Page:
One of the first unique pickleball words you'll hear on the courts is the word "dink". It's also one of the most important and strategic shots in the game.
In this article, I'll cover everything you need to know about dinks in pickleball, including how and when to hit them. Plus, I'll give tips on how best to use them to your advantage.
What is a dink in pickleball?
A "dink" in pickleball is a soft, controlled shot intended to land in your opponent's non-volley zone or "NVZ" (also known as the "kitchen"). The kitchen is the area measuring 7' on either side of the net, and from sideline to sideline.
Players are not allowed to step into the kitchen when volleying the ball (i.e. hitting it without letting it bounce.) Hitting accurate shots into this zone (dinks) takes practice so that they land softly and cannot be attacked.
Dink rallies generally start when both you and your opponent are at the NVZ line. Players may wait for the ball to bounce or volley it before it bounces when dinking, depending on the depth of the oncoming shot.
Usually, when you receive a deep dink, you would hit it before it bounces, rather than stepping back so it can bounce at your feet. Either way, a "dink battle" is an exchange of soft, controlled shots back and forth across the net.
Dinks are fundamental, strategic shots that are essential for every pickleball player to master. They help you to gain control, slow the game down, and set up offensive plays. Well placed dinks can create openings or cause errors from your opponents.
How to hit a dink shot in pickleball
To hit a good dink, you should be at or close to the kitchen line. Bend your knees and adopt a low body position with your paddle out in front of you.
Dinking requires finesse and control. Lift with your legs, using a soft grip when making contact with the ball. You don't need to swing hard. Your goal is to create a gentle, controlled, upward tap to lift the ball just over the net.
Practice making reliable, repetitive dinks that land consistently in the NVZ. Since these shots have very little pace, your opponents are forced to create their own return shots—this can cause errors. Note which side is weakest in your opponent, and target that side with your dinks.
After executing each dink, be sure to move back to your original, neutral position (close to the middle of your side of the court). This is so you can better anticipate your opponent's response and move accordingly.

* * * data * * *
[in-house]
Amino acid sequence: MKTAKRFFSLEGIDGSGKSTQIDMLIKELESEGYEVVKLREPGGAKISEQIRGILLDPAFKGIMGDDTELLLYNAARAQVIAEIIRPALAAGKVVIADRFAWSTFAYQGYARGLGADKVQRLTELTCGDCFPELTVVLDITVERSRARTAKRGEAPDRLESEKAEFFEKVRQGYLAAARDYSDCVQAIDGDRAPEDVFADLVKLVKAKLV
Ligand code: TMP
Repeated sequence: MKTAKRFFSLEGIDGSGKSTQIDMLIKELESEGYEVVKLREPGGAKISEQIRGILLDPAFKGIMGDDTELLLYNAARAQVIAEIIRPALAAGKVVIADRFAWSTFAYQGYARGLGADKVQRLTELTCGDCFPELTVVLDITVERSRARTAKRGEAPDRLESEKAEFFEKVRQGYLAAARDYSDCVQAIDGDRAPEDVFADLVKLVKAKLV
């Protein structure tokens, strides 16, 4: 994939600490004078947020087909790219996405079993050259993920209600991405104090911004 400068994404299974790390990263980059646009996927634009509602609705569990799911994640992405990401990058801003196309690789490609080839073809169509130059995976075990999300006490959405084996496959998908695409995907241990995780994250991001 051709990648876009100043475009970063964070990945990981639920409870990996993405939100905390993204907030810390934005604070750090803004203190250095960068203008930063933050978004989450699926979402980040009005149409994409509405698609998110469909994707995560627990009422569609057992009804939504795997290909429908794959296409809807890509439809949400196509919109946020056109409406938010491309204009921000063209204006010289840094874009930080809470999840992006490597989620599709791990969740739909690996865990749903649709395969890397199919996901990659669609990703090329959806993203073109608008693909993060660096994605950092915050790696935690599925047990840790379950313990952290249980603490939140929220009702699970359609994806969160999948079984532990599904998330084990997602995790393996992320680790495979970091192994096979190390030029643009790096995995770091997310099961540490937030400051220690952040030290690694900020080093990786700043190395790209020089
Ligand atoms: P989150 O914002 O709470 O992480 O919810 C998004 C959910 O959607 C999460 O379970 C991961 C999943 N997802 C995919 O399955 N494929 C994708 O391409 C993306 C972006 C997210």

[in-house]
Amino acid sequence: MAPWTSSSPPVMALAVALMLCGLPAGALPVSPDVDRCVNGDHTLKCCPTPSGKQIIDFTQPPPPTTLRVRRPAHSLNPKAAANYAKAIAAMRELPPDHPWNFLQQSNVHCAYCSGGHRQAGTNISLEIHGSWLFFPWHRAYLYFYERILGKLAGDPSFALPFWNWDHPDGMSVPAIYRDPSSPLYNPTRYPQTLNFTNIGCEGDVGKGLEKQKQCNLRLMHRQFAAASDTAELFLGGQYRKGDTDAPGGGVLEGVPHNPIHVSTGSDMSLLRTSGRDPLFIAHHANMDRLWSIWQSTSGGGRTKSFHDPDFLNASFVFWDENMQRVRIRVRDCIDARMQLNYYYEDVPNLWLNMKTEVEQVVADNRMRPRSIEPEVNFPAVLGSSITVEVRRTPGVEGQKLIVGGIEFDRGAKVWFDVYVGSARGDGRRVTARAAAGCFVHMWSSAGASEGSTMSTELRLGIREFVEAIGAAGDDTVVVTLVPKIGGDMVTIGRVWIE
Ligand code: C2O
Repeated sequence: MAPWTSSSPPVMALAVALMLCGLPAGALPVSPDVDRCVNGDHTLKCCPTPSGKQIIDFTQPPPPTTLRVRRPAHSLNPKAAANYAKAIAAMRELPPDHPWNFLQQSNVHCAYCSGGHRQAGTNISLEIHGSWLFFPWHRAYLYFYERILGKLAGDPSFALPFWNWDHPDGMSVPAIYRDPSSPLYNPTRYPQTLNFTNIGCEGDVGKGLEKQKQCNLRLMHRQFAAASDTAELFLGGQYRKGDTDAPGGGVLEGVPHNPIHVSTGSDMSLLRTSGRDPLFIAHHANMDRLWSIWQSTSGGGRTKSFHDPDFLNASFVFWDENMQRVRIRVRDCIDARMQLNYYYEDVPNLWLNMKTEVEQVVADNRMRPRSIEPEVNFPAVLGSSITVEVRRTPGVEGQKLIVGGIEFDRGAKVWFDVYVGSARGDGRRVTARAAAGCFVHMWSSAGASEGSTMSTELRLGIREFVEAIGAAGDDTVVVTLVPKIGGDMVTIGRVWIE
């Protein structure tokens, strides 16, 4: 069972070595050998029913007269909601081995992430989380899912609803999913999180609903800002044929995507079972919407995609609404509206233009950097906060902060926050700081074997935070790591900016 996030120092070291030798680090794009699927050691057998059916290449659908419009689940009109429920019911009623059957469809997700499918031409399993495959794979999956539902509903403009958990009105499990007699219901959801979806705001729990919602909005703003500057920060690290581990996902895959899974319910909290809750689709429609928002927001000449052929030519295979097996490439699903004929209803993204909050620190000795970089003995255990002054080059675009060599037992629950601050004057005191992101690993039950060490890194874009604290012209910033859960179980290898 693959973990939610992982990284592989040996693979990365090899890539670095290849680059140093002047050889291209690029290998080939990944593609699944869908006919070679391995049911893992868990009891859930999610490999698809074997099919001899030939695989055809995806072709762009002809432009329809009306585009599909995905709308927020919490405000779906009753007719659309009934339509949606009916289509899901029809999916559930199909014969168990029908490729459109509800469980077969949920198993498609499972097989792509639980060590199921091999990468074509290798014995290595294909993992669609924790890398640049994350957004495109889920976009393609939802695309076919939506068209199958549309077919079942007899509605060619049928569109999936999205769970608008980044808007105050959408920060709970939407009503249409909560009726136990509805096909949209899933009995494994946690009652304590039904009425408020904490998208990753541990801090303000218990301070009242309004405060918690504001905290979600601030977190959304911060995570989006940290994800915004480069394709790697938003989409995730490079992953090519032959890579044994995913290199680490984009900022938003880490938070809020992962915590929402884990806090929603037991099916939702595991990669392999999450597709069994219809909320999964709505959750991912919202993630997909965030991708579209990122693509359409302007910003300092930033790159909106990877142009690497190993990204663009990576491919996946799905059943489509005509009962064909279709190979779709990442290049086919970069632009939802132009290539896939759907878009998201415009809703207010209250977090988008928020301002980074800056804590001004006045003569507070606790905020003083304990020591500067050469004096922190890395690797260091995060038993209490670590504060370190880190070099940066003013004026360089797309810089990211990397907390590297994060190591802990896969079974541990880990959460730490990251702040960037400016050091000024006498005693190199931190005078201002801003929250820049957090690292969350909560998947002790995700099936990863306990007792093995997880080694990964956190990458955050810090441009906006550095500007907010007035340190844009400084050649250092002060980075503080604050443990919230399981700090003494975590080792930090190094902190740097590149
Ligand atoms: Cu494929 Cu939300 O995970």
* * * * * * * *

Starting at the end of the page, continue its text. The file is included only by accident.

Don't be lulled into a dinking rally where you find yourself planted in the exact same spot. This leaves the middle exposed and creates an opening for your opponent to hit into. Return to your ready position with a balanced stance, knees slightly bent, and ready to react to the next shot.
Mix up your dinks by using different angles, depths, and directions. As you become more proficient, you might add spin to your dinks. Anything that keeps your opponents guessing will add an element of unpredictability to your game.
How to use dinks in your game
Dinks can be offensive or defensive. An offensive dink should put pressure on your opponent, and ideally force them into making a mistake. Target your opponent's weaker side or their feet, which might cause them to step back off the NVZ line.
Look for and exploit an opening in their defense, putting pressure on them to make difficult returns and cause errors. Be patient. Lengthy dink exchanges will test your opponent's skills and could wear them down over time.
You can also use a dink as a defensive strategy to reset the point when you're in a challenging position. A well placed dink can help you neutralize your opponent's attack and regain control by slowing down the pace of the rally.
Where to place your dink shots on the court
The placement of your dink shots is a key aspect of strategic play. Knowing where to put your dinks can apply pressure to your opponents, control the pace of the game, and set up offensive opportunities.
Try to hit your dink shots so that they land close to the NVZ line. This forces your opponent to make precise and controlled shots while being restricted by the NVZ rules. They will also have to make quick decisions on whether to let the ball bounce or volley their next shot.
Dinking to the corners of the NVZ makes it more difficult for your opponents to reach the ball, increasing the chances for errors and sometimes providing you with an opportunity to attack.
Also, targeting the middle gap between your opponents can lead to miscommunication or indecision from them.